Rudy Coleman, a longtime Appellate Division judge and pioneer among Black lawyers, died June 23. He was 75.
Coleman was well-liked by colleagues and friends and was remembered for being respectful to attorneys and litigants and as a mentor to young Black lawyers.
Coleman was a judge in Union County Superior Court from 1995 to 2003 and served in the Appellate Division from 2003 until his retirement in 2012. He grew up in Beckley, West Virginia, where he was one of the first Black students to attend a formerly all-white high school, friends said. While attending Rutgers Law School he worked part-time at the Newark firm of Carpenter, Bennett and Morrissey. After completing law school he joined the firm full-time, and he went on to become one of the first Black lawyers to make partner in a major New Jersey firm. And in 1993, Coleman also became the first Black president at the Essex County Bar Association.
Colleagues and friends said they were aware that Coleman grew up without electricity or running water, although he didn’t dwell on his modest background.
Although he was one of only a small group of Black partners in New Jersey firms, Coleman, with his “soft-spoken persona,” always “exuded confidence, professionalism and a sense of community,” said Karol Corbin Walker, who was among the young Black lawyers who considered him a mentor. Coleman taught her about working in a law firm and about litigation technique.
“He was a brilliant man who was always willing to give of himself to young lawyers, and I am one of the beneficiaries of that,” said Corbin Walker, who is with Kaufman Dolowich Voluck in Hackensack. Coleman’s most important lesson was from “his constant desire to push oneself to a higher level, to exceed your own level of excellence—that’s what he taught me,” Corbin Walker said. “He was also a faith-filled person, a Christian, and I believe when you have that type of foundation, that allows you to overcome things, it allows you to remain hopeful and positive.”
’2 Things About Rudy’
Coleman always had a ready smile and a sense of humor, but at the same time he was a good lawyer, said Patrick Brady, who was Coleman’s colleague at Carpenter Bennett.
“Two things about Rudy: One, he was very smart. But No. 2, he was a very, very nice person, very nice demeanor, always a pleasure to be around. Somehow or another he was able to get the right balance of both,” said Brady, who is now with Epstein, Becker & Green in Newark.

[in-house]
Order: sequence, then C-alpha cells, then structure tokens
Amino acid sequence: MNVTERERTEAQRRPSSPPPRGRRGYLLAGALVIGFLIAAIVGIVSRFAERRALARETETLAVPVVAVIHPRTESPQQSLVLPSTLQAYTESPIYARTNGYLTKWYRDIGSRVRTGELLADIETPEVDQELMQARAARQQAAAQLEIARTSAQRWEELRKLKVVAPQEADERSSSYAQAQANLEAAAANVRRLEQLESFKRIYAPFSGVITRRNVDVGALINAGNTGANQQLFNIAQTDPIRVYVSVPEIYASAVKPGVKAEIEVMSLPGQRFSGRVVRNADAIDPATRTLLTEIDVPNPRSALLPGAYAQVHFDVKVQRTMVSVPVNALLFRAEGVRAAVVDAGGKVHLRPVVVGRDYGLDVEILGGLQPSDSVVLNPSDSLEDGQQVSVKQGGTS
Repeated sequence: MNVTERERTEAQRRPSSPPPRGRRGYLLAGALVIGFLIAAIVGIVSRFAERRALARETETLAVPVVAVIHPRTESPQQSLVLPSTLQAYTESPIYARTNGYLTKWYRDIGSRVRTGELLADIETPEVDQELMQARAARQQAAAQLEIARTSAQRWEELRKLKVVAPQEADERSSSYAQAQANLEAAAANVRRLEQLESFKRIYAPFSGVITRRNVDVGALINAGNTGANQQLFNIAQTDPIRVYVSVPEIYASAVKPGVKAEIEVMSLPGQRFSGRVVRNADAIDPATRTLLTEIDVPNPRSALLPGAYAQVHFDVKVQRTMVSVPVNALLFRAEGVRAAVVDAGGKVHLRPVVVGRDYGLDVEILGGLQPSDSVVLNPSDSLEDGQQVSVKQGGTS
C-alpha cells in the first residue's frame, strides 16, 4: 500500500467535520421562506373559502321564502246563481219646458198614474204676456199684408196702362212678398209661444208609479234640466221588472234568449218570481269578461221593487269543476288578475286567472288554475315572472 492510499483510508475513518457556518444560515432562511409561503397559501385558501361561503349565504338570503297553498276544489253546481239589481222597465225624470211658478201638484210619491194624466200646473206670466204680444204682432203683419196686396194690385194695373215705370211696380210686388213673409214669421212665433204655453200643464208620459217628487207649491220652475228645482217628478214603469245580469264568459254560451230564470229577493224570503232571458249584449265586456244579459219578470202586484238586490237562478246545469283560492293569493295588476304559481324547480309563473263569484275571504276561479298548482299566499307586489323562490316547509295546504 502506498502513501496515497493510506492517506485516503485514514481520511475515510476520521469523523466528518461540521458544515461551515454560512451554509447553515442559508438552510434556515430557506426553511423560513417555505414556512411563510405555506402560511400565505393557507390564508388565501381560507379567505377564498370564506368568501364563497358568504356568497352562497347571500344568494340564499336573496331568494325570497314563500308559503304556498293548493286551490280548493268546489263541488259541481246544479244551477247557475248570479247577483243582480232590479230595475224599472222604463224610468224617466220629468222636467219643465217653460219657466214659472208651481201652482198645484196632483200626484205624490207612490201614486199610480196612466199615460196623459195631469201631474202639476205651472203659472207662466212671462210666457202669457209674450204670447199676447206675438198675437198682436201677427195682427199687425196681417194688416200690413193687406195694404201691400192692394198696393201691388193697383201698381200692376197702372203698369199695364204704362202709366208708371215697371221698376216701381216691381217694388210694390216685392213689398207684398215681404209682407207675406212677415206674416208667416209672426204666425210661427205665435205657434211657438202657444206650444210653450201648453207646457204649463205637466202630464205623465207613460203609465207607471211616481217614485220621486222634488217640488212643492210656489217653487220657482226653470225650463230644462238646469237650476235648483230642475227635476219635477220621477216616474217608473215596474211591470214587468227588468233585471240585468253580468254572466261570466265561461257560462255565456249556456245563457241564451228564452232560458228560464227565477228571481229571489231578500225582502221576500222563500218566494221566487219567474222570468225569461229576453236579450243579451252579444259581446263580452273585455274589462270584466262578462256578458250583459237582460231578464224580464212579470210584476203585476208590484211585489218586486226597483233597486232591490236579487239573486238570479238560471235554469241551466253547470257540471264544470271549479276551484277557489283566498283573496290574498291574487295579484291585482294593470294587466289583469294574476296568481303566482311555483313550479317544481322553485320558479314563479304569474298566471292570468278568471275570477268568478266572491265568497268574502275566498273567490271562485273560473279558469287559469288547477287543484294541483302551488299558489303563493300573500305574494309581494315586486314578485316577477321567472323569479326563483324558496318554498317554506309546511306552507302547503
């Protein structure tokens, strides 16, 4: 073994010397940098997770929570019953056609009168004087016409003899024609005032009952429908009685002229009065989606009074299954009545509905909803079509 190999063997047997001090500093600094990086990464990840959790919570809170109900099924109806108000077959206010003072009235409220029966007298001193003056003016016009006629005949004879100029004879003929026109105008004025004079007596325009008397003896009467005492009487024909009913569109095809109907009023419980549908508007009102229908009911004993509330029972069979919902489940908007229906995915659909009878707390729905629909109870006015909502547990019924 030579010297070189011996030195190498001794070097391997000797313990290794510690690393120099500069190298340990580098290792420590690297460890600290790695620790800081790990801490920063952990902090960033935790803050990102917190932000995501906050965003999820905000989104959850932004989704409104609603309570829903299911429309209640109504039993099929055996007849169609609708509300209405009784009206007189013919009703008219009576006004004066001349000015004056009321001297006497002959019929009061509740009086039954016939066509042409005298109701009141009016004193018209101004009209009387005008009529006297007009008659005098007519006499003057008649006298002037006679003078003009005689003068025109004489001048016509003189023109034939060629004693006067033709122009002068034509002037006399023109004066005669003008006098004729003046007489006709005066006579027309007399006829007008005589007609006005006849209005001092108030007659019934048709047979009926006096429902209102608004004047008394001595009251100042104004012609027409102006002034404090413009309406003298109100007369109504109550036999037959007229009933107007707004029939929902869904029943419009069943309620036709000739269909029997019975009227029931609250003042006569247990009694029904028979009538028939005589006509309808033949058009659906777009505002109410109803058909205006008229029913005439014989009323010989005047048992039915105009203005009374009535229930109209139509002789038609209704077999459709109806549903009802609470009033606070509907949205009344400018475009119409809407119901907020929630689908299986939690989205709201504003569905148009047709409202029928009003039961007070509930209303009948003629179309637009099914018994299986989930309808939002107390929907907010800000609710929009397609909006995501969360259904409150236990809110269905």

Coleman enjoyed his first judicial assignment because of the frequent interaction with attorneys, but when he was elevated to the Appellate Division, he found the more “monastic” atmosphere took some adjustment, Brady said. There, “you literally had piles and piles of paper you had to go through. He told me one of the big adjustments for him was just being able to transition to being an appellate level judge and the different kind of work they do. He told me, once he got past the rite of passage, he found it pretty enjoyable, pretty challenging,” Brady said.
‘When He Spoke, People Listened’
Coleman graduated from Rutgers Law School in 1974 and was at Carpenter Bennett from 1974 to 1995. He became a Superior Court judge in 1995 and was elevated to the Appellate Division in 2003, staying there until retirement in 2012.
Coleman “was the guy that was always low key, but when he spoke, people listened,” said Richard Badolato, who knew Coleman through the Essex County Bar Association. “On the bench, he was very thoughtful, he was extremely polite to the litigants and attorneys that appeared before him. He was very smart in his rulings and he just treated everybody right,” said Badolato, who is with Walsh Pizzi O’Reilly Falanga in Newark.
Coleman “was just a wonderful person, besides being very smart and being a good bar leader and being a good lawyer as a partner and being an excellent judge,” Badolato said.
The Essex County Bar Association, in a statement, called Coleman “a shining example of professionalism and excellence. He will he fondly remembered for his integrity, superior legal intellect and pleasant demeanor on and off the bench.”